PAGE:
Any fans of Conrad Aiken? I can't work out if he's overlooked because he's just a bit dull and not flashy. Or if I like his take on dark romantic. Either way, he always weaves musical elements in there with the early psychology.
The sun goes down in a cold pale flare of light.
The trees grow dark: the shadows lean to the east:
And lights wink out through the windows, one by one.
A clamor of frosty sirens mourns at the night.
Pale slate-grey clouds whirl up from the sunken sun.
And the wandering one, the inquisitive dreamer of dreams,
The eternal asker of answers, stands in the street,
And lifts his palms for the first cold ghost of rain.
The purple lights leap down the hill before him.
The gorgeous night has begun again.
'I will ask them all, I will ask them all their dreams,
I will hold my light above them and seek their faces.
I will hear them whisper, invisible in their veins . . .'
The eternal asker of answers becomes as the darkness,
Or as a wind blown over a myriad forest,
Or as the numberless voices of long-drawn rains.
We hear him and take him among us, like a wind of music,
Like the ghost of a music we have somewhere heard;
We crowd through the streets in a dazzle of pallid lamplight,
We pour in a sinister wave, ascend a stair,
With laughter and cry, and word upon murmured word;
We flow, we descend, we turn . . . and the eternal dreamer
Moves among us like light, like evening air . . .
Good-night! Good-night! Good-night! We go our ways,
The rain runs over the pavement before our feet,
The cold rain falls, the rain sings.
We walk, we run, we ride. We turn our faces
To what the eternal evening brings.
Our hands are hot and raw with the stones we have laid,
We have built a tower of stone high into the sky,
We have built a city of towers.
Our hands are light, they are singing with emptiness.
Our souls are light; they have shaken a burden of hours . . .
What did we build it for? Was it all a dream? . . .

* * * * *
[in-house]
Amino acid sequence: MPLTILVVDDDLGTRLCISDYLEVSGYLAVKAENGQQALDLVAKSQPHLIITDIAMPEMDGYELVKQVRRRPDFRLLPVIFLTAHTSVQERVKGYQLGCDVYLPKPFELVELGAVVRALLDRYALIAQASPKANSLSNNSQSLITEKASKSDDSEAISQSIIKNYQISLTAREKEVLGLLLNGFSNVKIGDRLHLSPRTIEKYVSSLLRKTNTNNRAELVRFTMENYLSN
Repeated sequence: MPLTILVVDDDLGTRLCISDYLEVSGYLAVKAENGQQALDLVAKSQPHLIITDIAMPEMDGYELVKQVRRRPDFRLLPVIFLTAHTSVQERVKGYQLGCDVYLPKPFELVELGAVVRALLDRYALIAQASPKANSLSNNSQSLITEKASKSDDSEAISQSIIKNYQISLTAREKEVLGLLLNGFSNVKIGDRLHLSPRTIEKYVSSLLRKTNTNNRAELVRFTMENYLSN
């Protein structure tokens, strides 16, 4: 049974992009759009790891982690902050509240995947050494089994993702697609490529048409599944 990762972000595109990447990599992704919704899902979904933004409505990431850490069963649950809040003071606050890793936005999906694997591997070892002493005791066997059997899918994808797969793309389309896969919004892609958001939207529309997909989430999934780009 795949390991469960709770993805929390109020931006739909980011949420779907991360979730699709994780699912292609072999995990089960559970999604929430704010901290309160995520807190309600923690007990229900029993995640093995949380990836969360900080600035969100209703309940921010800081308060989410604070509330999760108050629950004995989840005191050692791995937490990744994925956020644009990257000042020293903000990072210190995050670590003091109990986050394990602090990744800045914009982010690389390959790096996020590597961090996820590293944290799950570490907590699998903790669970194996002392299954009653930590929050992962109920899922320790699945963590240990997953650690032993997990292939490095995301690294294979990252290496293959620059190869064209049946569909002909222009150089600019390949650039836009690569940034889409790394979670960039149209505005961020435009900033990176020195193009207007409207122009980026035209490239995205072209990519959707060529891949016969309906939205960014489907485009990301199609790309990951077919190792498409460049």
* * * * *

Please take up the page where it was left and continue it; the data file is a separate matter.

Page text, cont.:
Ghostly above us in lamplight the towers gleam . . .
And after a while they will fall to dust and rain;
Or else we will tear them down with impatient hands;
And hew rock out of the earth, and build them again.
Aiken seens fairly singular in poetry. I don't know of any other romantics that put music as the centre of the indiviudal and viewed nature as a dark lonely place in the midst of internal stuggle. What do you reckon? Bland? Turgid? I reckon he is stronger with imagery than he is with his diction.
It's almost like I want him to be my favourite Poet
Palimpsest: The Deceitful Portrait hints that artistic uncertainty and self-doubt.
What do yon know of me, or I of you?
Little enough . . . We set these doors ajar
Only for chosen movements of the music:
This passage (so I think—yet this is guesswork)
Will please him,—it is in a strain he fancies,—
More brilliant, though, than his; and while he likes it
He will be piqued ... He looks at me bewildered
And thinks (to judge from self—this too is guesswork)
The music strangely subtle, deep in meaning,
Perplexed with implications; he suspects me
Of hidden riches, unexpected wisdom.
Or else I let him hear a lyric passage,—
Simple and dear; and all the while he listens
I make pretence to think my doors are closed.
He has gothic tendencies which can be a bit cliche but I think he was strong enough to find a voice.